We are emotional actors! We are highly intuitive beings who act first, and justify later. Our beliefs, convictions, and values are far less rational than we imagine.

This seems counter-intuitive because we have grand visions of ourselves as rational actors who make measured arguments and have thought carefully about our political affiliations, our moral convictions, and our religious beliefs.

But this is just not the way it actually works.

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The Coddling Of The American Mind

The Coddling of the American Mind: How Good Intentions and Bad Ideas Are Setting Up a Generation for Failure , co-written with Greg Lukianoff, expands on an essay the authors wrote for The Atlantic in 2015. The book explores the rising political polarization and changing culture on college campuses and its effects on mental health. It also explores changes in childhood, including the rise of “fearful parenting,” the decline of unsupervised play, and the effects of social media in the last decade.

The Righteous Mind: Why Good People Are Divided By Politics And Religion By Jonathan Haidt

Jonathan Haidt: “The Righteous Mind: Why Good People are Divided by Politics and Religion”

In The Righteous Mind, psychologist Jonathan Haidt answers some of the most compelling questions about human relationships:

Why can it sometimes feel as though half the population is living in a different moral universe? Why do ideas such as ‘fairness’ and ‘freedom’ mean such different things to different people? Why is it so hard to see things from another viewpoint? Why do we come to blows over politics and religion?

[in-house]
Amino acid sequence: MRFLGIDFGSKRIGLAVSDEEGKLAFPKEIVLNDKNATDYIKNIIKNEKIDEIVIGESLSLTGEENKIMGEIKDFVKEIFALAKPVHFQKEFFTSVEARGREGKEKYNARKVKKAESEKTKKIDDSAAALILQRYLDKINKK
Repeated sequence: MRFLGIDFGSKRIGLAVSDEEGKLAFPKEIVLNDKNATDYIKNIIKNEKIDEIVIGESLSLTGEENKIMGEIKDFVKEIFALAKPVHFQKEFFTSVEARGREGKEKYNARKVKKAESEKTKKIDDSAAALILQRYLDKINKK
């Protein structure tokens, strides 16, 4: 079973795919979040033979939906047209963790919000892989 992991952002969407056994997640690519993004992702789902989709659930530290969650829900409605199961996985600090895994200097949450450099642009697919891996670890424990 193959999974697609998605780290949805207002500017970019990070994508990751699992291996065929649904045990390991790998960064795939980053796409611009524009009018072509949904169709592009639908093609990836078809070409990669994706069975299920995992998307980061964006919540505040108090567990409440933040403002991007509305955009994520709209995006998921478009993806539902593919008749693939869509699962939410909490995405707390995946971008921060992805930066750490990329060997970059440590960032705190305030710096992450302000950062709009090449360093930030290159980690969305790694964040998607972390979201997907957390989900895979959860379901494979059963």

Jonathan Haidt reveals that we often find it hard to get along because our minds are hardwired to be moralistic, judgemental and self-righteous. He explores how morality evolved to enable us to form communities, and how moral values are not just about justice and equality – for some people authority, sanctity or loyalty matter more. Morality binds and blinds, but, using his own research, Haidt proves it is possible to liberate ourselves from the disputes that divide good people.

‘A landmark contribution to humanity’s understanding of itself’ The New York Times

‘A truly seminal book’ David Goodhart, Prospect

‘A tour de force – brave, brilliant, and eloquent. It will challenge the way you think about liberals and conservatives, atheism and religion, good and evil’ Paul Bloom, author of How Pleasure Works

‘Compelling . . . a fluid combination of erudition and entertainment’ Ian Birrell, Observer

‘Lucid and thought-provoking … deserves to be widely read’ Jenni Russell, Sunday Times

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More Jonathan Haidt Quotes From The Interview

I dont get mad. I look at systems and I always think, How can we make them better?’ Jonathan Haidt

If I see someone oppressing a whole society or acting in that monstrous way, not for any morally legitimate reason, I think we need to take action. Jonathan Haidt

Ive really come to see that a functioning society, it needs a Progressive wing pushing for change and it needs a Conservative wing saying, Slow down, tapping on the brakes. William F. Buckley stands athwart history, yelling, Stop. You need both in a healthy society. Jonathan Haidt

Our left is not Liberal. Our right is not Conservative. Were a mess. But societies need those two impulses. Jonathan Haidt

What Ive learned from studying morality is, in a polarization spiral or a culture war, the harder you hit your enemy, the stronger they get. And so you dont win by punching them really hard. You can never destroy them. Jonathan Haidt

Heterodox means there should be a variety of ways of thinking. We need that in order to be successful. Jonathan Haidt